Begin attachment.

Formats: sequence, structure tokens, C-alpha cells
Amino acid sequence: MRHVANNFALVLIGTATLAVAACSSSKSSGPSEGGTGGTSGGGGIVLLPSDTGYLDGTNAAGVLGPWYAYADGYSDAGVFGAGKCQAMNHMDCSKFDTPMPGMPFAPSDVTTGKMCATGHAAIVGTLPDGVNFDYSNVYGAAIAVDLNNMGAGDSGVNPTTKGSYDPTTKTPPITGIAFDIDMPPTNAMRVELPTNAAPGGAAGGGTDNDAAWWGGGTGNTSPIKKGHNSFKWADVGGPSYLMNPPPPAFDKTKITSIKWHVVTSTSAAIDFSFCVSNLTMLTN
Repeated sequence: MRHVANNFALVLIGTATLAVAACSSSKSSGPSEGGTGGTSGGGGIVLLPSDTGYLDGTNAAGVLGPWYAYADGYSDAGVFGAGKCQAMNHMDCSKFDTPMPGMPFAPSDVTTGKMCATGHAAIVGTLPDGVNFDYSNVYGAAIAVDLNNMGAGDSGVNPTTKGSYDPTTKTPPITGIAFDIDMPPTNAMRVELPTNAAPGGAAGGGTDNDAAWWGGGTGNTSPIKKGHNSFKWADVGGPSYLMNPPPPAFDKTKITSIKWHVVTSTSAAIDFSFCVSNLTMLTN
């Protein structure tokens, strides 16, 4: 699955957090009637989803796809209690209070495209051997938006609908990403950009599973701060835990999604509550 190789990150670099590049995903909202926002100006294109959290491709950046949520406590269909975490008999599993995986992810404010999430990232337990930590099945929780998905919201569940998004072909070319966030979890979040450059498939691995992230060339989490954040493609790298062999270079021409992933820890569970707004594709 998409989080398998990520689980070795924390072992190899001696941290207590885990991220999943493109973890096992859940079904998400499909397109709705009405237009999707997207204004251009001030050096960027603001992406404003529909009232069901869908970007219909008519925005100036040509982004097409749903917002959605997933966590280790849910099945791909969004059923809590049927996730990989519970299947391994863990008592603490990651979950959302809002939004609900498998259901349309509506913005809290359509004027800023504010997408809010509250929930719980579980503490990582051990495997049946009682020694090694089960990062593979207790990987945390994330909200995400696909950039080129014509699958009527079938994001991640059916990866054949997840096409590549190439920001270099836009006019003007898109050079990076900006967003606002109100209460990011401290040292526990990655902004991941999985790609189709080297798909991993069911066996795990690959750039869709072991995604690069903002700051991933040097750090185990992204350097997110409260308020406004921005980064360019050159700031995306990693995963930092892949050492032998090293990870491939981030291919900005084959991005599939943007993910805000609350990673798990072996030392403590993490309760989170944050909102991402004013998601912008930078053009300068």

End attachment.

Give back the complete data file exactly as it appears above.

Formats: sequence, structure tokens, C-alpha cells
Amino acid sequence: MRHVANNFALVLIGTATLAVAACSSSKSSGPSEGGTGGTSGGGGIVLLPSDTGYLDGTNAAGVLGPWYAYADGYSDAGVFGAGKCQAMNHMDCSKFDTPMPGMPFAPSDVTTGKMCATGHAAIVGTLPDGVNFDYSNVYGAAIAVDLNNMGAGDSGVNPTTKGSYDPTTKTPPITGIAFDIDMPPTNAMRVELPTNAAPGGAAGGGTDNDAAWWGGGTGNTSPIKKGHNSFKWADVGGPSYLMNPPPPAFDKTKITSIKWHVVTSTSAAIDFSFCVSNLTMLTN
Repeated sequence: MRHVANNFALVLIGTATLAVAACSSSKSSGPSEGGTGGTSGGGGIVLLPSDTGYLDGTNAAGVLGPWYAYADGYSDAGVFGAGKCQAMNHMDCSKFDTPMPGMPFAPSDVTTGKMCATGHAAIVGTLPDGVNFDYSNVYGAAIAVDLNNMGAGDSGVNPTTKGSYDPTTKTPPITGIAFDIDMPPTNAMRVELPTNAAPGGAAGGGTDNDAAWWGGGTGNTSPIKKGHNSFKWADVGGPSYLMNPPPPAFDKTKITSIKWHVVTSTSAAIDFSFCVSNLTMLTN
């Protein structure tokens, strides 16, 4: 699955957090009637989803796809209690209070495209051997938006609908990403950009599973701060835990999604509550 190789990150670099590049995903909202926002100006294109959290491709950046949520406590269909975490008999599993995986992810404010999430990232337990930590099945929780998905919201569940998004072909070319966030979890979040450059498939691995992230060339989490954040493609790298062999270079021409992933820890569970707004594709 998409989080398998990520689980070795924390072992190899001696941290207590885990991220999943493109973890096992859940079904998400499909397109709705009405237009999707997207204004251009001030050096960027603001992406404003529909009232069901869908970007219909008519925005100036040509982004097409749903917002959605997933966590280790849910099945791909969004059923809590049927996730990989519970299947391994863990008592603490990651979950959302809002939004609900498998259901349309509506913005809290359509004027800023504010997408809010509250929930719980579980503490990582051990495997049946009682020694090694089960990062593979207790990987945390994330909200995400696909950039080129014509699958009527079938994001991640059916990866054949997840096409590549190439920001270099836009006019003007898109050079990076900006967003606002109100209460990011401290040292526990990655902004991941999985790609189709080297798909991993069911066996795990690959750039869709072991995604690069903002700051991933040097750090185990992204350097997110409260308020406004921005980064360019050159700031995306990693995963930092892949050492032998090293990870491939981030291919900005084959991005599939943007993910805000609350990673798990072996030392403590993490309760989170944050909102991402004013998601912008930078053009300068």